Step 2 – Numbers

All numbers in JavaScript have the same floating point number type. Arithmetic operations (+,-,*,/,%) work on numbers as you would expect, as shown in

numbers.js

var foo = 3;
var bar = 5;
console.log(foo + 1);   // 4
console.log(foo / bar); // 0.6
console.log(foo * bar); // 15
console.log(foo - bar); // -2;
console.log(foo % 2);   // remainder: 1

Step 3 – Boolean

Two literals are defined for boolean values: true and false. You can assign these to variables and apply boolean operations to them as you would expect.

boolean.js

var foo = true;
console.log(foo); // true

// Boolean operations (&&, ||, !) work as expected:
console.log(true && true);   // true
console.log(true && false);  // false
console.log(true || false);  // true
console.log(false || false); // false
console.log(!true);          // false
console.log(!false);         // true

Step 4 – Arrays

You can create arrays quite easily in JavaScript using[] Arrays have many useful functions, a few of which are shown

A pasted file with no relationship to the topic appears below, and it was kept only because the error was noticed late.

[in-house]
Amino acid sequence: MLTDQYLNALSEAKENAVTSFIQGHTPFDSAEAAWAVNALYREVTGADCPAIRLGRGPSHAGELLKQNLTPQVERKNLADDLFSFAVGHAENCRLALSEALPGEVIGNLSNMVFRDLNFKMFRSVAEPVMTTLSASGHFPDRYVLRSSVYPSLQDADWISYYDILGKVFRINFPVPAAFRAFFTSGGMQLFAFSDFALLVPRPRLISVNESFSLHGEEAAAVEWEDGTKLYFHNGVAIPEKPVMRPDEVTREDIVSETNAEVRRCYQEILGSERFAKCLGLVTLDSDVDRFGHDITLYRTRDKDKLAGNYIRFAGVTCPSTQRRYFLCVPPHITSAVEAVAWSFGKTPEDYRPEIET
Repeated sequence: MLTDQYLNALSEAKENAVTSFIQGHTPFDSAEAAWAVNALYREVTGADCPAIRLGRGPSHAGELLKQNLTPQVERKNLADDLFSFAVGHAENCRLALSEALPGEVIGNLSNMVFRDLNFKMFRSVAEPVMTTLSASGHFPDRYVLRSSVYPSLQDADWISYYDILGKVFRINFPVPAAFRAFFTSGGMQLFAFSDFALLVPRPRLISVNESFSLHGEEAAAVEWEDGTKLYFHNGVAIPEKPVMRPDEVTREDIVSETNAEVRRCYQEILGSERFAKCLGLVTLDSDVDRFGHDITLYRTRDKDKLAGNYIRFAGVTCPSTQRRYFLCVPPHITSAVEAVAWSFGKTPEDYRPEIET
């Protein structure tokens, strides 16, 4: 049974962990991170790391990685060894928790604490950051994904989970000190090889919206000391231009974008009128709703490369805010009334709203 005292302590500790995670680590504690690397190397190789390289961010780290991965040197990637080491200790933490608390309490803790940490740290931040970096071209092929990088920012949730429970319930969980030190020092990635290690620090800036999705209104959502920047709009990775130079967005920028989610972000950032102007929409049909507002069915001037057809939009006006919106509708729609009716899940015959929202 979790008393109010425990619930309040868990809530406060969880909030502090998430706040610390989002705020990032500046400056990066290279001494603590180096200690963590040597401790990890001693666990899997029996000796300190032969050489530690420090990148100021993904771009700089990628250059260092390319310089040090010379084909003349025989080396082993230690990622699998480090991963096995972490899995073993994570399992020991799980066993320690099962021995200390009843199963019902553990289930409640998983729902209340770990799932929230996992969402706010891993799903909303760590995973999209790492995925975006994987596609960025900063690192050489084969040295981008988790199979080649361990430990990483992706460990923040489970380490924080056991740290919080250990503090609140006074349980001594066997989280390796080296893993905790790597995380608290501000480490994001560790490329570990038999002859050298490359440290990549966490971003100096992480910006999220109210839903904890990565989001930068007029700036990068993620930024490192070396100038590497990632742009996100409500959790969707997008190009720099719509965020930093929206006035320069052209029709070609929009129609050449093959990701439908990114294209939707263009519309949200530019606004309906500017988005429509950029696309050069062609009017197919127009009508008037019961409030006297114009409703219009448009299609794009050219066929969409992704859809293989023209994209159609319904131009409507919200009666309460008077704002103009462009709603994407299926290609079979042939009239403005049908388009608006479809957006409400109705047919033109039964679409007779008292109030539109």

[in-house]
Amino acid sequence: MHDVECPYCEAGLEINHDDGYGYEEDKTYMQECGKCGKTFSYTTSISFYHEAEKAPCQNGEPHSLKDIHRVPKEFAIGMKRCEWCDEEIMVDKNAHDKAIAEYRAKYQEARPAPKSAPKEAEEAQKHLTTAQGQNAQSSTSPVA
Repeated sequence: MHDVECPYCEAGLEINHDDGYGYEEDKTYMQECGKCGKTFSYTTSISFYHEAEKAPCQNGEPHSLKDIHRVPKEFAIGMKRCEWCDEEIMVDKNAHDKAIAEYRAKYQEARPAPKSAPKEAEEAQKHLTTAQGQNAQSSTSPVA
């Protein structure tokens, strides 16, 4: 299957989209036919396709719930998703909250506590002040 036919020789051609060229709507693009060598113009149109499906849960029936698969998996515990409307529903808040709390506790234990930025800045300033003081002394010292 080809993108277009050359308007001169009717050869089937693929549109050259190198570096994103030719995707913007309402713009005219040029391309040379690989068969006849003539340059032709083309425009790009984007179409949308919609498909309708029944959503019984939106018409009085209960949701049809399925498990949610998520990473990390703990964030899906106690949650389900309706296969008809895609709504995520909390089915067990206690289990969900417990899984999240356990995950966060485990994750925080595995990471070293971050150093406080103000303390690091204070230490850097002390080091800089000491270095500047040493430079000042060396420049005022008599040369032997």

arrays.js

var foo = [];

foo.push(1);         // add at the end
console.log(foo);    // prints [1]

foo.unshift(2);      // add to the top
console.log(foo);    // prints [2,1]

// Arrays are zero index based:
console.log(foo[0]); // prints 2

Object Literals

By explaining these few fundamental types, we have introduced you to object literals. The most common way of creating an object in JavaScript is using the object notation,{}. Objects can be extended arbitrarily at runtime. An example is shown in

objectLiterals1.js

var foo = {};
console.log(foo); // {}
foo.bar = 123;    // extend foo
console.log(foo); // { bar: 123 }

Instead of extending it at runtime, you can define which properties go on an object upfront by using the object literal notation shown

objectLiterals2.js

var foo = {
    bar: 123
};
console.log(foo); // { bar: 123 }

You can additionally nest object literals inside object literals, as shown in
**
objectLiterals3.js**

var foo = {
    bar: 123,
    bas: {